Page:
Managing Concurrency with DependentTransaction

The Transaction object is created using the DependentClone method. Its sole purpose is to guarantee that the transaction cannot commit while some other pieces of code (for example, a worker thread) are still performing work on the transaction. When the work done within the cloned transaction is complete and ready to be committed, it can notify the creator of the transaction using the Complete method. Thus, you can preserve the consistency and correctness of data.

The DependentTransaction class can also be used to manage concurrency between asynchronous tasks. In this scenario, the parent can continue to execute any code while the dependent clone works on its own tasks. In other words, the parent's execution is not blocked until the dependent completes.

Creating a Dependent Clone

To create a dependent transaction, call the DependentClone method and pass the DependentCloneOption enumeration as a parameter. This parameter defines the behavior of the transaction if Commit is called on the parent transaction before the dependent clone indicates that it is ready for the transaction to commit (by calling the Complete method). The following values are valid for this parameter:

• BlockCommitUntilComplete creates a dependent transaction that blocks the commit process of the parent transaction until the parent transaction times out, or until Complete is called on all dependents indicating their completion. This is useful when the client does not want the parent transaction to commit until the dependent transactions have completed. If the parent finishes its work earlier than the dependent transaction and calls Commit on the transaction, the commit process is blocked in a state where additional work can be done on the transaction and new enlistments can be created, until all of the dependents call Complete. As soon as all of them have finished their work and call Complete, the commit process for the transaction begins.

• RollbackIfNotComplete, on the other hand, creates a dependent transaction that automatically aborts if Commit is called on the parent transaction before Complete is called. In this case, all the work done in the dependent transaction is intact within one transaction lifetime, and no one has a chance to commit just a portion of it.

The Complete method must be called only once when your application finishes its work on the dependent transaction; otherwise, a InvalidOperationException is thrown. After this call is invoked, you must not attempt any additional work on the transaction, or an exception is thrown.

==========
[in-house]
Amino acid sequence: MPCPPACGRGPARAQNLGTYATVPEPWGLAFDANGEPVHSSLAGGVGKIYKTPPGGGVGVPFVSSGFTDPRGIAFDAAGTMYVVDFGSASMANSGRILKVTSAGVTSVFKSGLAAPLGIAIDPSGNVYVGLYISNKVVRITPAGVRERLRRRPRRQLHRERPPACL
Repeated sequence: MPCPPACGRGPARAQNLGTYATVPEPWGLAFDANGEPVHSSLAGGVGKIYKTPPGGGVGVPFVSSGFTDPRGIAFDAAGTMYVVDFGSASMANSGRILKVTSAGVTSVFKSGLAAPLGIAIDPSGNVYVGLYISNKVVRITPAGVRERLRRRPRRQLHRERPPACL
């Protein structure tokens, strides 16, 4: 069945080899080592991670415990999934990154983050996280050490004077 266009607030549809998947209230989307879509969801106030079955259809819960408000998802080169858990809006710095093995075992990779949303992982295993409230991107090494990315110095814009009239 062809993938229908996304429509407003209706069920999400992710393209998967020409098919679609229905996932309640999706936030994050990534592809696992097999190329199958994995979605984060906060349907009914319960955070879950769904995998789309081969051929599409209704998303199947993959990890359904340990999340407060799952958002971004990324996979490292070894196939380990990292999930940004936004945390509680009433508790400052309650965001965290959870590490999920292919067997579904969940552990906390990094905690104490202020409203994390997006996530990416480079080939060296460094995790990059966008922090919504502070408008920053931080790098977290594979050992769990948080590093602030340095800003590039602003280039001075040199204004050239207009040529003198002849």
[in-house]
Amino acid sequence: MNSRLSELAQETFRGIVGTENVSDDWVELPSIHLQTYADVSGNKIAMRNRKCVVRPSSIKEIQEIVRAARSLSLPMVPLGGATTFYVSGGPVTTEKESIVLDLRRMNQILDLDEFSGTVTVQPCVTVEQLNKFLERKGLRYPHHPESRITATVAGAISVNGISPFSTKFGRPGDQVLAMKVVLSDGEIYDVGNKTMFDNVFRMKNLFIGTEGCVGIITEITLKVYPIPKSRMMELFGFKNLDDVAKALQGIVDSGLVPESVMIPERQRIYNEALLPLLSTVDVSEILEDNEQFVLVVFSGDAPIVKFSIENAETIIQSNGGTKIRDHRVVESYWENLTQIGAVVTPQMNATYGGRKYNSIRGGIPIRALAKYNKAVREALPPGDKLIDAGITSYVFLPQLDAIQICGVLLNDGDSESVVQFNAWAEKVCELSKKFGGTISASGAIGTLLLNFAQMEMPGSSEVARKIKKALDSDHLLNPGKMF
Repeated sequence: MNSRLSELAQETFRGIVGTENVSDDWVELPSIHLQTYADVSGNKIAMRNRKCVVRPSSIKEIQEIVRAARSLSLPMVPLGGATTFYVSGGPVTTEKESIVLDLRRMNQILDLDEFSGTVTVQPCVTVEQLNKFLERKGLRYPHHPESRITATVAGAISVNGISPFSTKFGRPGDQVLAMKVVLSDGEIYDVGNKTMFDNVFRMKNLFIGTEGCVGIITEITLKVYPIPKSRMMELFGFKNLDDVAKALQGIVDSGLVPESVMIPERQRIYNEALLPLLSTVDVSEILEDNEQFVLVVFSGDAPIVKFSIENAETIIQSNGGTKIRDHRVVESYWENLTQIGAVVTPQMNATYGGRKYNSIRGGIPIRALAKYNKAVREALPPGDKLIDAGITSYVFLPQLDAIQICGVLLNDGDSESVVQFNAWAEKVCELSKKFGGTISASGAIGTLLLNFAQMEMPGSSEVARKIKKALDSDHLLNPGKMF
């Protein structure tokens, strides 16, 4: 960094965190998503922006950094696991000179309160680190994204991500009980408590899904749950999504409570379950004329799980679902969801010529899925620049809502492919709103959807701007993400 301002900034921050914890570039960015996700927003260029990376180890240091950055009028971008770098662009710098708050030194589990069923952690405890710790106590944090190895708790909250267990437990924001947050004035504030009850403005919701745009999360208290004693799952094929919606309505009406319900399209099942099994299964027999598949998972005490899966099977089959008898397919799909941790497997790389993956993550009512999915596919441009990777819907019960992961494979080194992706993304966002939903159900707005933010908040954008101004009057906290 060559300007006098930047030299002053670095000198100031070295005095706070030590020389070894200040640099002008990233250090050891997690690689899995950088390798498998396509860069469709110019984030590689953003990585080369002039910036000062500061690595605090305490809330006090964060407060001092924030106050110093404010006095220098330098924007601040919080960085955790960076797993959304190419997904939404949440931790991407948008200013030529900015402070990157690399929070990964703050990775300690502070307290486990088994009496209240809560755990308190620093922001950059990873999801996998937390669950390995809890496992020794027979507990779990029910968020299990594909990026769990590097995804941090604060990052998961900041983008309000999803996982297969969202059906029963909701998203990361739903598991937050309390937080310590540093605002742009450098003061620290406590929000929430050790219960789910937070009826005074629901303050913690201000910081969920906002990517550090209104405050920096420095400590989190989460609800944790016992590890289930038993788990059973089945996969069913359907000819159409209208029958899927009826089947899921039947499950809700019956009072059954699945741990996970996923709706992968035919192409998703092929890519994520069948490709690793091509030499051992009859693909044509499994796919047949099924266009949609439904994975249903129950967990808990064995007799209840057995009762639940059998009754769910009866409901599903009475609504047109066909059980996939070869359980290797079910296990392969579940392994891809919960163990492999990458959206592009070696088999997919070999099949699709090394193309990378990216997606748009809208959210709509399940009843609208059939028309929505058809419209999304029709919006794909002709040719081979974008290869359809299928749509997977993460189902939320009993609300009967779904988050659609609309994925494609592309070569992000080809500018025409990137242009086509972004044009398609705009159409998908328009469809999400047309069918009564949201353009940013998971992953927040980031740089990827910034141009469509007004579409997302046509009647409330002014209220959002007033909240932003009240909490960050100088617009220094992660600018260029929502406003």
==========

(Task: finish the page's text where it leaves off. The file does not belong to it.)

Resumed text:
The following code example shows how to create a dependent transaction to manage two concurrent tasks by cloning a dependent transaction and passing it to a worker thread.

public class WorkerThread
{
public void DoWork(DependentTransaction dependentTransaction)
{
}

{
DependentTransaction dependentTransaction = transaction as DependentTransaction;
Debug.Assert(dependentTransaction != null);
try
{
using(TransactionScope ts = new TransactionScope(dependentTransaction))
{
/* Perform transactional work here */
ts.Complete();
}
}
finally
{
dependentTransaction.Complete();
dependentTransaction.Dispose();
}
}

//Client code
using(TransactionScope scope = new TransactionScope())
{
Transaction currentTransaction = Transaction.Current;
DependentTransaction dependentTransaction;
dependentTransaction = currentTransaction.DependentClone(DependentCloneOption.BlockCommitUntilComplete);
/* Do some transactional work here, then: */
scope.Complete();
}


The client code creates a transactional scope that also sets the ambient transaction. You should not pass the ambient transaction to the worker thread. Instead, you should clone the current (ambient) transaction by calling the DependentClone method on the current transaction, and pass the dependent to the worker thread.

The ThreadMethod method executes on the new thread. The client starts a new thread, passing the dependent transaction as the ThreadMethod parameter.

Because the dependent transaction is created with BlockCommitUntilComplete, you are guaranteed that the transaction cannot be committed until all of the transactional work done on the second thread is finished and Complete is called on the dependent transaction. This means that if the client's scope ends (when it tries to dispose of the transaction object at the end of the using statement) before the new thread calls Complete on the dependent transaction, the client code blocks until Complete is called on the dependent. Then the transaction can finish committing or aborting.

Concurrency Issues

There are a few additional concurrency issues that you need to be aware of when using the DependentTransaction class:

• If the worker thread rolls back the transaction but the parent tries to commit it, a TransactionAbortedException is thrown.

• You should create a new dependent clone for each worker thread in the transaction. Do not pass the same dependent clone to multiple threads, because only one of them can call Complete on it.

• If the worker thread spawns a new worker thread, make sure to create a dependent clone from the dependent clone and pass it to the new thread.